In the 40k universe they are used to uphold the views of the imperium. Like commissars - they have a funky rule where if the squad breaks moral he executes the leading officer, takes command and they auto rally hence like in Enemy at the gate.


Examples of moral terror - in Lord of the Rings before the Orcs assault Minas Tirith the commander gives the order to "release the prisoners!" - only to have them catapult the heads of soldier's from the failed assault over the wall. It might kill one unfortunate but the idea is to strike fear - the fact ur mates head has just rained down on you means the same thing could happen to you. It shakes their moral.

Spell_of_Destruction
17-05-2013, 07:09
Moral terror really doesn't come into play in the 40k universe really.

True. The underlying theme of 40k is Cosmic Horror (http://en.wikipedia.org/wiki/Cosmicism). Originally, at least.

To the OP - I think what you are talking about is a moral dilemma/dilemma of conscience.

Moral terror is the ability to intentionally circumvent conventional morality in pursuit of a goal or cause. In fact it goes further than that - it uses the morality of the enemy as a psychological weapon.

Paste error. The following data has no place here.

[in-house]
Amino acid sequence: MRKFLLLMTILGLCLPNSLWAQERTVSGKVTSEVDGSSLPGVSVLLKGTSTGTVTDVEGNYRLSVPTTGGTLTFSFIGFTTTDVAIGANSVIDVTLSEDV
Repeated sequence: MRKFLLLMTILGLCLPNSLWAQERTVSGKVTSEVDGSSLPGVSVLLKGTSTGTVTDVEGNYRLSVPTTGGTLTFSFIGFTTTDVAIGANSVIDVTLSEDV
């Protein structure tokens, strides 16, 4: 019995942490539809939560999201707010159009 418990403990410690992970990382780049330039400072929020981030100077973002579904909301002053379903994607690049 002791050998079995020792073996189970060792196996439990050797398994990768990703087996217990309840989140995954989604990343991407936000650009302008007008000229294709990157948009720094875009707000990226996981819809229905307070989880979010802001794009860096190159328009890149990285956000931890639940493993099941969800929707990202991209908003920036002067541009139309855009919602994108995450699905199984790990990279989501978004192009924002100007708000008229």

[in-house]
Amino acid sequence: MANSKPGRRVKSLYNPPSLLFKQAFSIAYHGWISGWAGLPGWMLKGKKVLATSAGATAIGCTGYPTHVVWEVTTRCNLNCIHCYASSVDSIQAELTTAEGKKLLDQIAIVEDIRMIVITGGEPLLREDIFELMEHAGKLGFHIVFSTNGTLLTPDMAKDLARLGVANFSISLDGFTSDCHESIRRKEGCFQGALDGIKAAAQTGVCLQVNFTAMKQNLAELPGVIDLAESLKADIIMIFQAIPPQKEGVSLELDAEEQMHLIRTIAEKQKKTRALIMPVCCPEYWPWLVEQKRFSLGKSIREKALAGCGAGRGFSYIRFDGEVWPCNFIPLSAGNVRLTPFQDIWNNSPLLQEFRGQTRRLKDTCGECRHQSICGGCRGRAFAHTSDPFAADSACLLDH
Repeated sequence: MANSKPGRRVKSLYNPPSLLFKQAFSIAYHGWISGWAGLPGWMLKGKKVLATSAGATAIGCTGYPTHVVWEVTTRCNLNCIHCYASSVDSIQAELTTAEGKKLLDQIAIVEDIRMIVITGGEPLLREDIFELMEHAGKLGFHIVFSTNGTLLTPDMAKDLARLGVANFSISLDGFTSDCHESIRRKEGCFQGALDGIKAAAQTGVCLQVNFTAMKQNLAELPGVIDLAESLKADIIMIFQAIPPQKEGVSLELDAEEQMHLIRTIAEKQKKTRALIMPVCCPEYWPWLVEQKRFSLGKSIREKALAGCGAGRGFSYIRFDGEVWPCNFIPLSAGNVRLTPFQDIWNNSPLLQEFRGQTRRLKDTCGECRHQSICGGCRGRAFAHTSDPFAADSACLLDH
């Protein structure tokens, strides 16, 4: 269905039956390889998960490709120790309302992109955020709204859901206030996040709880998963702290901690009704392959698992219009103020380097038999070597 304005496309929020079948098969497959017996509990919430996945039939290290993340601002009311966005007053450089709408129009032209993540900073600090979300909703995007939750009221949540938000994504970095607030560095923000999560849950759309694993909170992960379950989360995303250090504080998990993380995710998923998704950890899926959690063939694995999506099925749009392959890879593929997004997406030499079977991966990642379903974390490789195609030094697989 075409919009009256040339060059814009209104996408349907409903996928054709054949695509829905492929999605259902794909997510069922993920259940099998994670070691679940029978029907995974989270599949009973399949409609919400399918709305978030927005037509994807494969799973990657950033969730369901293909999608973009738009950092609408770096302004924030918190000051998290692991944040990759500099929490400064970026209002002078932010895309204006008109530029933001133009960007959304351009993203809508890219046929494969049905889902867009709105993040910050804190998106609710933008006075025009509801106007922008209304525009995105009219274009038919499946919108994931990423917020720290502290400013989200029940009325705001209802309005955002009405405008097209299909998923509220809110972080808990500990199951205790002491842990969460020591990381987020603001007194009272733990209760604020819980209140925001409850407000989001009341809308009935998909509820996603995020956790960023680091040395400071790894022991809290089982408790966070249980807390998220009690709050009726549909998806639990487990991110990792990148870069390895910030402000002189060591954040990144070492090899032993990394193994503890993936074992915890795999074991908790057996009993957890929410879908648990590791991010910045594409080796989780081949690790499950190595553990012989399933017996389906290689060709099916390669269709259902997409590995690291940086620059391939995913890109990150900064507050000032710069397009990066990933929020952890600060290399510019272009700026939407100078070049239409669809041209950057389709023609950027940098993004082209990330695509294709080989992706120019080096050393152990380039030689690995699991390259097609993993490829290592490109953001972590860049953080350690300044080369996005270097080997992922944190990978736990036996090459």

Aldavaer
17-05-2013, 07:19
The political officer is also there to give the government a measure of control over the army and prevent mutinies or coup d'etat before they get started by arresting or executing "unreliable" officers or men.

talthar
17-05-2013, 09:20
I think the Imperium would be the only body to have political officers since it's the only one whose very existence relies on its citizens following a rigid belief structure. Other forces tend to values freedom (Eldar, DE) or have structures so loose they have no need of someone like a commissar (CSM). Even the Tau, with all their gum flapping about the Greater Good, doesn't use the tactics the Imperium does to keep its citizens in line.

Shamana
17-05-2013, 10:44
I think the Imperium would be the only body to have political officers since it's the only one whose very existence relies on its citizens following a rigid belief structure. Other forces tend to values freedom (Eldar, DE) or have structures so loose they have no need of someone like a commissar (CSM). Even the Tau, with all their gum flapping about the Greater Good, doesn't use the tactics the Imperium does to keep its citizens in line.